Editor’s note: Before all of our Power Breakfast events, we bring the panelists to the Business Record for a pre-event meeting on the topic and to banter through potential questions. We always leave that meeting wishing we could have invited our entire audience into the room with us to hear the informal discussion. So, we decided this year to host a series of what we are calling Power Roundtables, and invited members from a variety of industries to have a discussions about the trends, opportunities and challenges they are facing as we head into 2014. We recorded each conversation on video, which can be viewed on our website. Not only did we get a variety of story ideas for 2014 and beyond, but we also had our reporters pull out some key takeaways and observations from the discussion. For our second roundtable, we hope you enjoy this inside look at the efforts in the community to ensure that Des Moines and Iowa are a rich and vibrant place to live and work. 

- Chris Conetzkey, editor of the Business Record


What is culture?

It’s a hard word to define, and even so, the definition from person to person may vary. In fact the culture beat, which I am responsible for covering, was just added in 2011 and contains art, music, entertainment and tourism among a variety of other areas. My editor, Chris Conetzkey, said the Business Record management team made a conscious effort with the addition of the culture beat to make sure we were covering the business impact of those industries. 

I felt fortunate to engage in this lively, inspiring discussion with a group of cultural leaders from various organizations across the city.

Whether you choose to consume culture through live theater, art, music, sporting events or something else, it’s hard to argue that culture -- and the opportunities, education, and entertainment it brings to local residents -- is anything but alive and well in Greater Des Moines. And that’s good for businesses.

One conclusion is clear: Culture has a place at the table after making a name for itself among the things that draw both residents and visitors into our community. 

It has made strides, but there are still challenges the Greater Des Moines culture scene has to face.

“Culture is being elevated as a subject. There is so much momentum, which is why I think it’s ironic there’s still this stereotype,” said Mary Cownie, executive director of the Iowa Department of Cultural Affairs. “We don’t have mountains and oceans here, but it’s time to push this and brag about it so we can attract the next generation to live, work and play here.”

What types of challenges?

According to Jeff Chelesvig, president and CEO of Des Moines Performing Arts, one of the biggest challenges facing the cultural scene in Greater Des Moines is one it has faced for years.

“The biggest competition for cultural organizations is people staying at home,” he said. “As we get more sophisticated with our home theaters and what is offered to us online, the tendency of people is to stay home. To me, what that presents is a great opportunity to make sure we’re doing quality programming in a great environment, and that the fabric of what we offer people includes easy parking, great restaurants and more.”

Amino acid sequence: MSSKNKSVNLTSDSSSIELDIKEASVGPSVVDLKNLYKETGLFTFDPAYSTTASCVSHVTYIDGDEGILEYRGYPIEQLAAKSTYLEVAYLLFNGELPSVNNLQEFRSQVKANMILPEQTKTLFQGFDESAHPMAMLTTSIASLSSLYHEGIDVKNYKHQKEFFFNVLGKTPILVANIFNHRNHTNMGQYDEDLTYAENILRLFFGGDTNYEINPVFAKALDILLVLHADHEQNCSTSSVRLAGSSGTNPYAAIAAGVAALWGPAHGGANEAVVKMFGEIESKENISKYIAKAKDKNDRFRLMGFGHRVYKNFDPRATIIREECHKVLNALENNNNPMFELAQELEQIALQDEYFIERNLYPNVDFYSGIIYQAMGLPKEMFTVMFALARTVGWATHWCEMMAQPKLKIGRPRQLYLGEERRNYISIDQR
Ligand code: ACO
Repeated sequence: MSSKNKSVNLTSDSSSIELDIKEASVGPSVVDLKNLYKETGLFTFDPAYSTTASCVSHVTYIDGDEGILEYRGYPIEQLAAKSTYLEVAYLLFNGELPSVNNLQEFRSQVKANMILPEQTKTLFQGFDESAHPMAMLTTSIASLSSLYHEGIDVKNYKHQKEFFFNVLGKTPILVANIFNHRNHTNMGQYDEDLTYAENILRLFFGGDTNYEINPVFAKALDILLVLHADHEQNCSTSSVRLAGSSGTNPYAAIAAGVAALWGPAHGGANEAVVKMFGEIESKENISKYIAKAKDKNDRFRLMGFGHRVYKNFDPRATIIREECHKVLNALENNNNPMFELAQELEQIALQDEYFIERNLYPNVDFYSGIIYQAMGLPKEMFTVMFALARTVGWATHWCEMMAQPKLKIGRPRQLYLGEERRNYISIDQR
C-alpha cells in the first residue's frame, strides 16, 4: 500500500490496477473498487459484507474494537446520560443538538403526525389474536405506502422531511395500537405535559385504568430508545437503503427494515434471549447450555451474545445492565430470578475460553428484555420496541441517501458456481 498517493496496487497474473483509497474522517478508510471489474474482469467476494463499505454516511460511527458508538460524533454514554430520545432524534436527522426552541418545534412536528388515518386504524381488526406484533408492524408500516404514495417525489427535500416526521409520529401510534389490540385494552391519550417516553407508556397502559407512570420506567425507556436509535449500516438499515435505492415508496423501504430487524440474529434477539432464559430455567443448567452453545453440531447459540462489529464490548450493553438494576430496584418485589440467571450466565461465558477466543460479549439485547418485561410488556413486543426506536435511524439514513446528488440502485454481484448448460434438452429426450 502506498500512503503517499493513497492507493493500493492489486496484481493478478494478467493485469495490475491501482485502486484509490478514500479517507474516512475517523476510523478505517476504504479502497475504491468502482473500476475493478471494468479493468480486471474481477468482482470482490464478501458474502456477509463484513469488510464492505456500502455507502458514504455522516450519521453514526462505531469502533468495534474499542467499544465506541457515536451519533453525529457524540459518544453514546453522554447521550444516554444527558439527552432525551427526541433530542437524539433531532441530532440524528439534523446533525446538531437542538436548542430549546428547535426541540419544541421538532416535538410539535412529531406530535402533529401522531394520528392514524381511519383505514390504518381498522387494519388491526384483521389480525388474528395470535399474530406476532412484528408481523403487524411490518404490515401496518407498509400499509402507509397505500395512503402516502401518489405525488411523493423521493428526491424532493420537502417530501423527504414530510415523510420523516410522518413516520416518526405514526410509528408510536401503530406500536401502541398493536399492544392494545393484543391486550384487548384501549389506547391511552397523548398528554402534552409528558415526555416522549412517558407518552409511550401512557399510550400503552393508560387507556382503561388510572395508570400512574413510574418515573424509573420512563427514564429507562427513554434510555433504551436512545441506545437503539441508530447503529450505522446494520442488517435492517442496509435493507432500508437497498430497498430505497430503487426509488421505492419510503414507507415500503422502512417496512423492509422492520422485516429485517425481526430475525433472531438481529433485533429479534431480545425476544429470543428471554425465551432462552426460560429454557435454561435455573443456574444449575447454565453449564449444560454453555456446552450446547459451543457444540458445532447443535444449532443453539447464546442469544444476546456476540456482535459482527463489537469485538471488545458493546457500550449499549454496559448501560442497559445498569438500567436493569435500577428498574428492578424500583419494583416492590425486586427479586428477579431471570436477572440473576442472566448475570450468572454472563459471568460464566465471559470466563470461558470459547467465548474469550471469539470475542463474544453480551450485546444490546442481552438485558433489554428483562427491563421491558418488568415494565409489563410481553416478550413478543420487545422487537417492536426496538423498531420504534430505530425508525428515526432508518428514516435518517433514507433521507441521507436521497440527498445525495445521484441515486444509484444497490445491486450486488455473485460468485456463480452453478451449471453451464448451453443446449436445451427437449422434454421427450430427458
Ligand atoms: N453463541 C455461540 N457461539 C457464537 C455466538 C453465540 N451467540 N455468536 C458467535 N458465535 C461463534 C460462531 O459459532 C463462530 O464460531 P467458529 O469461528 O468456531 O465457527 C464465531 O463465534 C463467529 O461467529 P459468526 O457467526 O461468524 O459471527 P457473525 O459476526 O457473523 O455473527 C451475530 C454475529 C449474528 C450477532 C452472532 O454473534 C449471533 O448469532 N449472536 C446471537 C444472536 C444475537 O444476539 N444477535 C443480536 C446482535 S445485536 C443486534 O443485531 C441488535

Perception is key to both attracting and dissuading visitors from traveling to the Des Moines area. Tiffany Tauscheck, vice president of marketing and development for the Greater Des Moines Convention and Vistors Bureau, said that for those who have been here recently, the community is viewed as “hip, artful and full of vibe.” 

“Those that are here, see it. They understand it,” Tauscheck said.

However, there are still people out there who haven’t been to Des Moines in a while who call our community an “ag town.” They use words to describe Des Moines including “small,” “vanilla” and “boring.”

But Tauscheck, who said she sees busloads of people from the around the globe visiting Des Moines, is confident the buzz is spreading.

“It’s working,” she said. “It comes down to collaboration, and we’re on the right track.”

Key takeaways

MD Isley 
Former executive director of Bravo Greater Des Moines, dean of DMACC business and information technology department, 
Des Moines Area Community College

“The arts have a place at the table at a higher level, and with a stronger voice, than I believe they’ve ever had before. That didn’t just happen – it happened because of organizations who were present to make sure decision makers understood there is value to arts and culture. … We as a community need to do a better job and find a way to make sure that not only the outsiders know what we have and the value of it, but also our residents, our business people, and our politicians. We need to make sure they have a good solid understanding and the facts to back it up to make sure they can value and support us the way we should be supported.”

Tiffany Tauscheck
Vice president of marketing and development, 
Greater Des Moines Convention & Vistors Bureau

“From a CVB perspective, we are very proud of how far we’ve come in the last few years, but we look forward to where we’re going. This track we’re on with Capital Crossroads, the cultural organizations, these meetings we’ve had where we really strategize and think about how we’re going to target those who are interested in arts and culture – all of these pieces, while somewhat tactical, will contribute to this overall strategy to reach potential visitors to get them into our city so they can experience our arts and culture and all the other amenities our city has to offer. We’re very encouraged and look forward to 2014 and what it will bring.”

Mary Cownie
Executive director,